> > seems less than useful to me, subtract the computed padding (which
    > > will be difficult in IE in some cases.)  Personally, I've never needed
    > > such a measurement for anything.

    >
    > > [snip]

    >
    > For animation from [current] to [end].
    >
    > The OP wants to scroll text across a div. He would like to know how much
    > area the text occupies.
    >
    > One possibility is to use div.scrollWidth and supply no padding to the div.


    Padding doesn't enter into my scrolling effects. It uses clientWidth/
    Height and scrollWidth/Height. Now if it tried to use the width, then
    padding would have to be dealt with.
     
    David Mark, Dec 17, 2008
    #12
  13. r_honey

    David Mark Guest

    On Dec 17, 12:38 am, "Ben Amada" <>
    wrote:
    > David Mark wrote:
    > > Read the OP's response: "Thanx. Yes, that worked."

    >
    > Yes, so either scrollWidth is what the OP wanted or he hadn't yet tested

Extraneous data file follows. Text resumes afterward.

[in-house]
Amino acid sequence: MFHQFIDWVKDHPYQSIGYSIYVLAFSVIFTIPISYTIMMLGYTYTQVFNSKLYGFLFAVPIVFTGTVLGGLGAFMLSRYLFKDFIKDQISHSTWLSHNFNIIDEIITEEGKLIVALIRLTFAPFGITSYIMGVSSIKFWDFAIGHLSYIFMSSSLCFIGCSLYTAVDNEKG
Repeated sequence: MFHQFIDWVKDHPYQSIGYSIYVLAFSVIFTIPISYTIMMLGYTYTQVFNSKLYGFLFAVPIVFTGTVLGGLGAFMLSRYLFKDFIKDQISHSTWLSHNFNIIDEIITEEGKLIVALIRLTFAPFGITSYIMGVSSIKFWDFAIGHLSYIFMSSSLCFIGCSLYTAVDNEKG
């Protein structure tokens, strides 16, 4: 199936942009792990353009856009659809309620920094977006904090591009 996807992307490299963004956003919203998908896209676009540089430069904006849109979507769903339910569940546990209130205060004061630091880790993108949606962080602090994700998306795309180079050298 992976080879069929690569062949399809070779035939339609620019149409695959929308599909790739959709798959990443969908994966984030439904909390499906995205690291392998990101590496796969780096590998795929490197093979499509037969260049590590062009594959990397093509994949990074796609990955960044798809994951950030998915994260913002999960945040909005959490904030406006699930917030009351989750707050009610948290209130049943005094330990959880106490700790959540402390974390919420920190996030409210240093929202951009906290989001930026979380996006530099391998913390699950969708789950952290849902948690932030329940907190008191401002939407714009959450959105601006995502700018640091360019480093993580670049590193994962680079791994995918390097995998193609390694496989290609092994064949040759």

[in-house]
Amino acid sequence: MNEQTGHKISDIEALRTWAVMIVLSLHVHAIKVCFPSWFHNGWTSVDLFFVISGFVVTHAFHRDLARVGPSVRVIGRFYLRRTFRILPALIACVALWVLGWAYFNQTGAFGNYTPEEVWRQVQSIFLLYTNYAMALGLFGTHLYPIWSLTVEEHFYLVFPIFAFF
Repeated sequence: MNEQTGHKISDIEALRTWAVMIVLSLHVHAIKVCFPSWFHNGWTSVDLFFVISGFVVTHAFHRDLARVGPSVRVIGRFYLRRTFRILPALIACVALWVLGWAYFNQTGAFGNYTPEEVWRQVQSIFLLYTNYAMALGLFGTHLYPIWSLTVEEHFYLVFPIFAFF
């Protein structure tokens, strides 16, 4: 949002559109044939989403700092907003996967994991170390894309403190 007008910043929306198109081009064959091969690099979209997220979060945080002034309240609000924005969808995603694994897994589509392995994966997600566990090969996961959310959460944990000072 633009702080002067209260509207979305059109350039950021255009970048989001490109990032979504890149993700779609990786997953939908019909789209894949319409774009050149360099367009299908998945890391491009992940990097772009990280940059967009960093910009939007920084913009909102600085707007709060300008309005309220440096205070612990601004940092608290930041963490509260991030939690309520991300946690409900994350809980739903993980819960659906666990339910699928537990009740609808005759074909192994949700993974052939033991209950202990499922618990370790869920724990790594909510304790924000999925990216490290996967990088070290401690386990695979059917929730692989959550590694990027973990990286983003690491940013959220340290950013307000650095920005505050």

> this scenario when he posted that.


    Absolutely. I've read the post a few times now and it seems clear
    that scrollWidth is what he wants. Not sure what scenario you mean.
    Looking back at your post, you seem to imply that scrollWidth would
    act like width in some case. That's just not true. It is just what
    it sounds like (the width of the scroll.) Think of it as an unwrapped
    scroll.

    [snip]
     
    David Mark, Dec 17, 2008
    #13
  14. r_honey

    Ben Amada Guest

    David Mark wrote:

    > Absolutely. I've read the post a few times now and it seems clear that
    > scrollWidth is what he wants. Not sure what scenario you mean. Looking
    > back at your post, you seem to imply that scrollWidth would act like
    > width in some case. That's just not true. It is just what it sounds
    > like (the width of the scroll.) Think of it as an unwrapped scroll.


    Unwrapped scroll -- meaning if the text could flow from left to right and
    never wrap? This was what I thought the OP was looking for ... the total
    width of the text as a single line. I interpreted "I am trying to scroll
    text across a <div>" to mean he was going to manually create his own
    marquee. He wanted to know the width of the text he was going to scroll
    within his own marquee div so he would know when the text had completely
    passed through the marquee "viewport". At that point, he'd either scroll
    the text through again or do something else.

    --
    Ben
    http://allben.net/
     
    Ben Amada, Dec 17, 2008